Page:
WALLACE: In fact, the Post Office makes money off Amazon. It doesn't lose money. And Amazon collects taxes in all 45 states.

So, is this just talk or is the president seriously considering taking action against Amazon?

KUDLOW: The president is asking that Amazon and all the Internet retailers have a level playing field with respect to tax. And while it's true --

WALLACE: But Amazon is one of the companies that does have a level playing field.

KUDLOW: In recent years, they've done much better in collecting state taxes, sales taxes. However, they don't always connect local sales taxes, and we've had too much protection in this area. They are not a fledgling industry anymore.

So, what the president is saying is raising this issue for discussion. I don't think it's aimed at anybody. We just need a level playing field and you're going to have a court decision very soon, Chris, that's going to make this more explicit.

WALLACE: OK, I've got a minute left. There is talk this morning that the president may ask Congress to undo part of the $1.3 trillion spending bill to cut back some of the expenditures that were made. Is that true and how far along are you on that?

KUDLOW: It's playing in the White House. My friend, OMB Director Mick Mulvaney, he and I are on -- I'm an ex-OMB guy. I feel his pain.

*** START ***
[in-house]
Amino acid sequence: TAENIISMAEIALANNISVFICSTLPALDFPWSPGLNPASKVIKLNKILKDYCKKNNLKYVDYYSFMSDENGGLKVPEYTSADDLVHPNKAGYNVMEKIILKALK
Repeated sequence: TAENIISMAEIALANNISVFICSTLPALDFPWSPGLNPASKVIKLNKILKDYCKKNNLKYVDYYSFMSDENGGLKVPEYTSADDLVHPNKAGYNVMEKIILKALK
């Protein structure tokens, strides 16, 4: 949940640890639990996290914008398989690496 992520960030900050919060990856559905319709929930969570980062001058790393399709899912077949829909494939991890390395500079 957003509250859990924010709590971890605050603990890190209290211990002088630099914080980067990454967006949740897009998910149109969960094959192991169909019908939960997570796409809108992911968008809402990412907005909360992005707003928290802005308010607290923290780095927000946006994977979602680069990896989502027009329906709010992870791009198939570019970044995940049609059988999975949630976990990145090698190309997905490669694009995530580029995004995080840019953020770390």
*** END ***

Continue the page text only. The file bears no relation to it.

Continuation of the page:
We are looking at an enhanced rescission package. I'm not going to use numbers. This is all around town.

I think the Republican Party on the Hill has finally figured out. It's really not a bad idea to trim some spending because, after all, spending can lead to deficits and spending interferes with the economy. And President Trump is a deregulator and a tax cutter. So, we want and much more modest government role.

WALLACE: Larry, thank you.

KUDLOW: Thank you.

WALLACE: Thanks for your time. Always good to talk with you, and I keep listening and learning.

KUDLOW: You've been great. You've been absolutely one of the best people down through the years.


WALLACE: That's where I blew all of my credibility. Thank you, Larry. Always a pleasure.

KUDLOW: That was a joke and a compliment.

WALLACE: Thank you.

Up next, reaction from one of the top Democrats in the House, Congressman Joe Crowley on his party's message for the 2018 midterms and talk he might replace Nancy Pelosi as the next speaker of the House.


WALLACE: A look at the cherry blossoms along the tidal basin here in D.C., which have peak bloom this week and were just beautiful.

Washington always has its eye on the next election and as we get closer to the 2018 midterms, many are predicting a blue wave with Democrats taking back the House and possibly the Senate.